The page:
Thursday, February 6, 2014

Remember what the President said about the ACA and the Labor Market


Lux Et Veritas said...

By default, if the supply of labor decreases, the demand will increase. And since this market has consistently had an excess supply (for the last 10-15 years), then there will be NO decrease in the amount of jobs offered. Perhaps you have other concerns, but this slack MUST be eliminated if you are truly a proponent of efficient markets. And as the demand increases, so will the buyer's price offered to labor's sellers, i.e. wages will rise. If there is a downside to any of this, they do not in any way redound to the job seekers; at least not until the unemployment rate drops to the 4% range, and the involuntary labor participation rate decreased considerably from it's current level. We are quite a ways away from either of those occurrences. Though I don't believe my analysis can be challenged, I am interested to hear your refutation.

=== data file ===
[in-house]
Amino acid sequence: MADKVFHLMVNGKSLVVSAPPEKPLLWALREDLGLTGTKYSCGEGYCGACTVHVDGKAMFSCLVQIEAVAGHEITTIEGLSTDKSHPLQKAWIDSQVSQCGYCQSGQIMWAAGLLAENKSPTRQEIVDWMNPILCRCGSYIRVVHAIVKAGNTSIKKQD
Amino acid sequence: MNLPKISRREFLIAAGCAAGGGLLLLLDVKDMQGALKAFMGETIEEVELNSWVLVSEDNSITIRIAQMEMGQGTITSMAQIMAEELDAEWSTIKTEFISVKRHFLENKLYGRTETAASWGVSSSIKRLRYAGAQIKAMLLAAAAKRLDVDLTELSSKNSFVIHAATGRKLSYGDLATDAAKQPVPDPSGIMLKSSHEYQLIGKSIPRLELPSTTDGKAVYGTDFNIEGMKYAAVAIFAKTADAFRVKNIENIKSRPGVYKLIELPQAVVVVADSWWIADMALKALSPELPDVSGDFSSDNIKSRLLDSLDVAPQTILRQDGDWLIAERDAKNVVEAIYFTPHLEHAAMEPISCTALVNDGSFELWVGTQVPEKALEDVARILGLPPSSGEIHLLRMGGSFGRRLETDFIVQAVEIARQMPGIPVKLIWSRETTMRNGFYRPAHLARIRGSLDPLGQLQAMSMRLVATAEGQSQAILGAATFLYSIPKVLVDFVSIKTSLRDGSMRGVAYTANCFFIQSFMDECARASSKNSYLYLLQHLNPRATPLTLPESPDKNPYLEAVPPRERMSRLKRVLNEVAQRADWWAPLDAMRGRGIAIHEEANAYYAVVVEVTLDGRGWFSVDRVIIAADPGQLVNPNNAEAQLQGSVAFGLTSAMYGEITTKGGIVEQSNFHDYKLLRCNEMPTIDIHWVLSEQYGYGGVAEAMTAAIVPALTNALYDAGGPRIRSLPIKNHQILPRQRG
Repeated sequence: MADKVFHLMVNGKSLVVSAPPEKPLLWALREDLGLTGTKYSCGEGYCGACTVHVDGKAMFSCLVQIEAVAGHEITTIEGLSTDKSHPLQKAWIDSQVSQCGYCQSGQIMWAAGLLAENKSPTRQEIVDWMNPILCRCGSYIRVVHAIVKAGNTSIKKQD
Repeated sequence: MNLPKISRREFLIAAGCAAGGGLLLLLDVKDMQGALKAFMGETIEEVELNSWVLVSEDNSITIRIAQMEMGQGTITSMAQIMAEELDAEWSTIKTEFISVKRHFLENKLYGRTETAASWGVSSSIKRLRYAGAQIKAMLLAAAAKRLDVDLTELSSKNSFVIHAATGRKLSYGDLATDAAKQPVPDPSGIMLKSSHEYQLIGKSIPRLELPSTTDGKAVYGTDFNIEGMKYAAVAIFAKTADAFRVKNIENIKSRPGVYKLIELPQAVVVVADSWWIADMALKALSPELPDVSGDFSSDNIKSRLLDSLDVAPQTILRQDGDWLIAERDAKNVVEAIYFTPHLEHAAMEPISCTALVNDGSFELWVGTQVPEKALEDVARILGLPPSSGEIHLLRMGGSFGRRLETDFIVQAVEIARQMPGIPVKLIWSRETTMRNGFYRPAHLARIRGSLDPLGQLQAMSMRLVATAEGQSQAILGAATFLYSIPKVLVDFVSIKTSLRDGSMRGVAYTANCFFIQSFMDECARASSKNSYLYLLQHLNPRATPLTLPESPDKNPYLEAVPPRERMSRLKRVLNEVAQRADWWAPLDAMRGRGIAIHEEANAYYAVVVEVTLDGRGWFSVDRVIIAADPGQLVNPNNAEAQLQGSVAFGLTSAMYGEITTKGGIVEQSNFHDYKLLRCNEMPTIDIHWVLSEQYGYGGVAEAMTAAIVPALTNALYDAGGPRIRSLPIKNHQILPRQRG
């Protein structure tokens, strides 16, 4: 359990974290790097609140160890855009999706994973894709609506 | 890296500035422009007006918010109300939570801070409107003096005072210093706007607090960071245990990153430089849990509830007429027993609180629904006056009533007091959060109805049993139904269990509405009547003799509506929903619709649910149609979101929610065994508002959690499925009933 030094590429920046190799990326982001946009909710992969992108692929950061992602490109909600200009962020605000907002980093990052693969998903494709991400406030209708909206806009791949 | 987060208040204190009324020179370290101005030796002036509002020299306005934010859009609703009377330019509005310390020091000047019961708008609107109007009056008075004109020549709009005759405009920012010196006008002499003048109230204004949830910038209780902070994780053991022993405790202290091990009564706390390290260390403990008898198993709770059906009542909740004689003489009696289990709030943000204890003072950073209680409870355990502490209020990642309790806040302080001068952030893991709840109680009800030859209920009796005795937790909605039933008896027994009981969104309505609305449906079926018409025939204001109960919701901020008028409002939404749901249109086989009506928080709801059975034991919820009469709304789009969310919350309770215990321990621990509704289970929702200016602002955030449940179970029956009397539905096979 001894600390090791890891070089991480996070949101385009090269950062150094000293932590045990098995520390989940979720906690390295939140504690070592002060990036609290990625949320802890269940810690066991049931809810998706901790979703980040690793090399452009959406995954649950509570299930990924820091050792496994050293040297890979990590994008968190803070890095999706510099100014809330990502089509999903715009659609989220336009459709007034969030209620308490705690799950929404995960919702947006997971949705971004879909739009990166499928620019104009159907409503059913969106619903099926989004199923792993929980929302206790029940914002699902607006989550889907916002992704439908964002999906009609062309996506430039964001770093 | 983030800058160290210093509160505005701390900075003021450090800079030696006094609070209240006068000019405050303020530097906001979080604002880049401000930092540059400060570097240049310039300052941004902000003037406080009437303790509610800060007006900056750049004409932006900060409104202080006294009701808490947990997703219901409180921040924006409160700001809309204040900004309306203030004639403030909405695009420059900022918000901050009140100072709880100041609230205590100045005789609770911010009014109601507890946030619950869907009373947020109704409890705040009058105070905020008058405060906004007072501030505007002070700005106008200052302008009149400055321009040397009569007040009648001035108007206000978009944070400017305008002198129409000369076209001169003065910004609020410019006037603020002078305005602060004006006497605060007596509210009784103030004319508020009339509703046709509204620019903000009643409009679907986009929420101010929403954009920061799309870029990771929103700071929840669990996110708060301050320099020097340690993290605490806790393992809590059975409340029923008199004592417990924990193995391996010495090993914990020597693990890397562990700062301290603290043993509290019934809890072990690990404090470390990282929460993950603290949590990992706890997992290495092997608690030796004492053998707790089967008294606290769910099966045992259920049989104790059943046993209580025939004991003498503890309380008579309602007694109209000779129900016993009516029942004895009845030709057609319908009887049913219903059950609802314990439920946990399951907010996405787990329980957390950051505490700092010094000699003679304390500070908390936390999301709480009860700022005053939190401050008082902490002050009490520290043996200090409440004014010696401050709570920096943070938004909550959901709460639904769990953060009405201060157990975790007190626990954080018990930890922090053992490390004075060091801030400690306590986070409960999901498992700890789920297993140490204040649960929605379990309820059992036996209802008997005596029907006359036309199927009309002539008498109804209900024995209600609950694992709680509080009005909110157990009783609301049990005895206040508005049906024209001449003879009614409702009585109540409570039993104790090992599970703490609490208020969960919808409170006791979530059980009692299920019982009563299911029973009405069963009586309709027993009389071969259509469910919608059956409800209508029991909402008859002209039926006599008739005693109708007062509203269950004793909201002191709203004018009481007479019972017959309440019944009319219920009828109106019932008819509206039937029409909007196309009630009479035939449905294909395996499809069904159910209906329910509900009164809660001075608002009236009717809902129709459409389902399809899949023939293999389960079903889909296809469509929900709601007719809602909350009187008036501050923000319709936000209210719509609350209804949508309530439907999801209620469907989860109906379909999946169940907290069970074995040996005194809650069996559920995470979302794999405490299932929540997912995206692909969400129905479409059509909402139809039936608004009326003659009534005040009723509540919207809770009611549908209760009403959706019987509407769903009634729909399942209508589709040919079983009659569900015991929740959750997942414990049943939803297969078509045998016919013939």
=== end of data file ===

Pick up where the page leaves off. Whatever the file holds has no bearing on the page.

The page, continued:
Unknown said...

Casey, your last point in the video above is the key to reality, understanding the distinction between purchases and transfers. I am going to post this on my blog in the hope more people will view the clip.

I consider myself a compassionate person who wants to help other people suffering economic distress. However, transfer payments are charity and can never be honestly portrayed as investment in any sense of the word.

The honest political question is whether we are prepared to forgo work, job creation, and economic growth in exchange for increases in perpetual charity. Our President's response to the February 4, 2014 CBO report on changes in work expected from ACA subsidies is, "yes."

The honest policy tradeoff that serves the long term interest is jobs over charity with an understanding that a safety net is not the same thing as perpetual charity.

Your work helps us all see more clearly.

Thank-you, Pete Weldon

Lux Et Veritas said...

Yes charity, what a heinous concept. It's interesting how a subsidy for health insurance is derided as a welfare entitlement devoid of any positive economic value, but a tax rebate for activities and businesses (energy, agriculture, carried interest, etc.) are noble and productive investments.